Several months ago I was asked to do a blog for the 31 Club on Steuben and I believe that request was honored. However I just received the prices from Early's Art Glass sale and was somewhat surprised by the Steuben prices that were much stronger than I thought they would be.
The more common pieces didn't set the world on fire but still did quite well. The Steuben Blue and Gold Aurene mostly fell within the range of their estimates but get this. A Yellow Jade bowl, 10 ½ inches in diameter with an estimate of $200 - $300 was hammered by the auctioneer at $2500. I wish I had been there to see the people's eyes in the audience as this prize continue to climb in price.
However, these aren't the pieces of Steuben I want you to concentrate on at the moment. I have to admit that, until recently, I wasn't familiar with the names Chuthra and Cintra but you can bet that now they are a part of my vocabulary. Yes, they are seldom mentioned in discussions of Steuben, but be assured that every Steuben collector is aware of them. Most of the pieces carrying these names will command over $1000 if you are fortunate enough to find them in a dealer's booth. However, since the public is usually unaware of them, they may be found at much more favorable prices.
Here is my story and why I had to educate myself on these names. I had been called in to buy items that were for sale by a wonderful lady for her elderly father. There were paintings and glass, porcelain and pottery galore. She, however, had done her homework and most of what she was offering was out of my price range. But not wanting to be deterred in my search, I asked if I could visit her basement and she agreed. There were racks and bins of mostly worthless junk stacked from floor to ceiling.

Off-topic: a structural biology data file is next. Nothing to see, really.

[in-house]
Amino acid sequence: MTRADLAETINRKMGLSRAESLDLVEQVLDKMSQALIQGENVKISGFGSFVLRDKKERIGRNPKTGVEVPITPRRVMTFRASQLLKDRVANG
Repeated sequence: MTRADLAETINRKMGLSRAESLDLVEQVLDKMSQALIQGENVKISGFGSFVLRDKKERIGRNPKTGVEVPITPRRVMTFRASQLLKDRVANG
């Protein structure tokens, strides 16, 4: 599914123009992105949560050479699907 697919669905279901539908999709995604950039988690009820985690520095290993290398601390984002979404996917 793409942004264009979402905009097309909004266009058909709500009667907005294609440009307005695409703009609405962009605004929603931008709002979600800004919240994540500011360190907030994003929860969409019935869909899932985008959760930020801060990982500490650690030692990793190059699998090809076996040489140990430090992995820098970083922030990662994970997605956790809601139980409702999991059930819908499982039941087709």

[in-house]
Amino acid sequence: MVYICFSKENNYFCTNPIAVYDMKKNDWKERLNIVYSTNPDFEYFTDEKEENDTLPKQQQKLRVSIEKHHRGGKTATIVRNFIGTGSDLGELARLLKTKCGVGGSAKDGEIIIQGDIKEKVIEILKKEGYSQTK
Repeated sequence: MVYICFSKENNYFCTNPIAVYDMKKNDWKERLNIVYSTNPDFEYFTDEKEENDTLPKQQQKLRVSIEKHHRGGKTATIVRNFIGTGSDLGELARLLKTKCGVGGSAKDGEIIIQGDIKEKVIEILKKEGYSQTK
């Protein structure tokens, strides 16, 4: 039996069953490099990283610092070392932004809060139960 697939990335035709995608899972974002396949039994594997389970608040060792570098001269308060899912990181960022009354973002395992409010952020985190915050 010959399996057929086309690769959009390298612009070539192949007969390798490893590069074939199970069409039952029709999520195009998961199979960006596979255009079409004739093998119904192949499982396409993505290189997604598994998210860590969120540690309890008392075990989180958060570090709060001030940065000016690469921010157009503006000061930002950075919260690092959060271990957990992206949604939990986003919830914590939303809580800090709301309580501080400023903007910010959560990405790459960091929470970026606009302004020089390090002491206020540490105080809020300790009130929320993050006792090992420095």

My eye quickly scanned from wall to wall but then fell on this sort of ugly centerpiece. It was a very unattractive piece and had a matte surface, but for some reason I just had to pick it up. The first clue was that it had a ground pontil. This is where the piece had been snapped off from the rod it was attached to. Usually only the better pieces have a ground pontil. Then the real search began for the signature. The mark wasn't easy to find but finally there it was, Stueben. I asked the price and it seemed reasonable at $25. Getting home and looking in my glass books to my anazement the true value was closer to $2000. There was a piece no larger than mine that was listed in the Early's last sale ande it sold, even in this market, for $1400. By the way, I also bought a Daum Nancy perfume bottle from that home.
The beauty is in the eyes of the beholder as I mentioned before. But this can mean major bucks for you. So keep those eyes open and if in doubt about the value of a piece be sure to pick it up and look.
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